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Friday, 21 December, 2001, 10:45 GMT
Railtrack's new boss: What is your message to him?
A former boss of a UK construction company has been appointed chief executive of Railtrack.
John Armitt will be asked to improve the performance of the rail network which has been worsening since the government withdrew its support for the company.
Mr Armitt, formerly chief executive of Costain, is the man who is taking on what is commonly described as the toughest job in British industry.
What would your message be for the new man running Railtrack ? Can any one person improve Britain's railways?
This Talking Point has now closed. Read a selection of our comments below.
My suggestion would be to re-introduce the nightly security patrols that were scrapped a few years ago to "save money". It's obviously a coincidence that the amount of graffiti and vandalism multiplied immediately after that decision was taken. What will be vandalised next - signalling equipment? I would also strongly recommend the new boss of Railtrack makes St John's station in South London his first visit, to see how appalling it is. It must be the most vandalised station in Europe.
Ignore every cynical comment you've heard about the state of the railways and public transport in general and get on with doing a good job!
Build the TRUST of the public - and that will be a tall order.
Forget the station cosmetics. Update the railway infrastructure with safe signals and track, and make it reliable again.
Faster track and other improvements can come in good time.
Leave your company car at home and use public transport instead.
Don't always schedule engineering work at weekends, erect permanent signs on platforms with written apologies (so we don't have to listen to any more insincere announcements), and fix the station tannoys so announcements sound like they're being spoken in English.
Ex-rail customer, UK
Having seen how large companies behave to get themselves out of trouble, I think I have learnt how it is done, and can offer Mr Armitt the following advice:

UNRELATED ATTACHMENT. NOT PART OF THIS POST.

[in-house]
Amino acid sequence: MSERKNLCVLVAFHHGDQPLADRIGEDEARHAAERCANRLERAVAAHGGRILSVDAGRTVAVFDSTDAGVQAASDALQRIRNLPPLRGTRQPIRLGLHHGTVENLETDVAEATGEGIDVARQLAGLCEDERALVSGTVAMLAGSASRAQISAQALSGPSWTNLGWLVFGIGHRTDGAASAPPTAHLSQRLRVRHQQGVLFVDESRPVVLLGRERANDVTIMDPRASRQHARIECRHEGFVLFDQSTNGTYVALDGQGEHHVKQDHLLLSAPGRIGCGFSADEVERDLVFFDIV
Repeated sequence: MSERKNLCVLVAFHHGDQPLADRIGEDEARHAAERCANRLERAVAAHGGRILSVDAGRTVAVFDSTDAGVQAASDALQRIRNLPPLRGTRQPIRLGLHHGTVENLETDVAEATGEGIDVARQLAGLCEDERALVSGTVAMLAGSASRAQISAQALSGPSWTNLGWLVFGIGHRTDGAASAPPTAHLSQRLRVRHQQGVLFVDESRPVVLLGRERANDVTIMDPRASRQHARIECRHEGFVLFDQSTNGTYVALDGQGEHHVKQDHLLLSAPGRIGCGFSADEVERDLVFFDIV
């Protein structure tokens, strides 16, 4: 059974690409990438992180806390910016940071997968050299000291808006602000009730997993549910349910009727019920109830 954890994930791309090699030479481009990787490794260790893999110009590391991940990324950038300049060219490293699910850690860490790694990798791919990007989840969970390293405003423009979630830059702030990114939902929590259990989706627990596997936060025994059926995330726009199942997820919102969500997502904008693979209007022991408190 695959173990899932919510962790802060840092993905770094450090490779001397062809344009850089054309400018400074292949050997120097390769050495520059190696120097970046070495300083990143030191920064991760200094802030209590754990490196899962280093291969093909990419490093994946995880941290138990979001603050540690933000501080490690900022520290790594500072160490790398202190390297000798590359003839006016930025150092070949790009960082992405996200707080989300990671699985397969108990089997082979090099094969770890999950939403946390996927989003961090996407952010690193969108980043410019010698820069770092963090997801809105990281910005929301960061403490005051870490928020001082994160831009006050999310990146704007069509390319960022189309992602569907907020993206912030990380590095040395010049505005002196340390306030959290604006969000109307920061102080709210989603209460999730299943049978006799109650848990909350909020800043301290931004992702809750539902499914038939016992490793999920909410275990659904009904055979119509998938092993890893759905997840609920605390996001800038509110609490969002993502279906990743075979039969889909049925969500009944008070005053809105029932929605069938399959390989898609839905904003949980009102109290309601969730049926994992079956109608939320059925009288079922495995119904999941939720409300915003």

I am sure everyone will agree that the above four steps will produce the modern railway system we all need. If there is a new logo, why should anyone care whether the trains run on time or not?
Get the trains running on time. Stop them crashing. Make them cleaner. Make them cheaper. Come on, it can't be that difficult surely?
Instead of appointing somebody that the government classes as being qualified to be in charge, find somebody who works for Railtrack who is dedicated to their job and feels passionate about getting the problems sorted. Who cares if they haven't been in a high-powered position before, who cares if they are a janitor? If we keep relying on so-called professionals then things can only get worse because usually they don't know what is really going on and aren't interested, as long as they are doing OK.
I can't afford to travel by train any more. It's too expensive and there's no guarantee I'll reach my destination on time. In my business life it's too much of a risk.
My message is simple, something that will ensure that you gain respect and earn yourself a good name: Under-promise and Over-deliver.
Please, please please come to Japan and talk to the rail companies here. The busiest line in Tokyo has a train every 3 minutes in the rush hour and is up to 150% of capacity. It's hardly late and is incredibly cheap! Please don't do things the same as they have been done before!
I worked for Costain for 19 very happy years and you saved it. I firmly believe you will do the same for Railtrack. Good luck.
Make peace with the City and its shareholders.
You're going to need shed-loads of cash to put right the decades on neglect.
This Government won't give it to you despite what they may say now.
I have to drive everywhere at great expense due to your predecessor's incompetence, lets hope you can do better, best of luck, I fear you are going to need it!
I used to be a train driver, the railway was better in the BR days.
GIVE IT BACK.
To make trains work you simply need to approach the problem from two independent issues. The first problem to overcome is cost. Public transport should be cheaper than convenient transportation such as cars. To overcome this the Government must put a good proportion of taxes collected on petrol sales back into public transport. Unless the train journey costs no more than 50% of the equivalent car costs (petrol tax + depreciation) why would anyone want to take the train.
The second point, and one which I feel is often overlooked, is the issue of public transportation once one has reach the destination. When I visit relatives or friends I drive such that I am mobile once at my destination. Therefore the only way people are going to return to the trains is if it is fully integrated into other forms of public transportation such as buses.
I would pay a good sum of money (200 pounds per month and over) to be supplied with unlimited use of a reliable and regular national train and bus service.
If a service like that can't be made economic, then some at the top is skimming too much!
To Chris R in Gloucester:
The reason for privatising the railway infrastructure was an ideological conviction on the part of the Tories that the private sector could run the show more efficiently. Today Railtrack costs the British public more in subsidies than British Rail did in its day. So what is the point in letting Railtrack continue to waste public money? And how can we expect affordable train travel when government subsidies are wasted on tenth rate private sector management?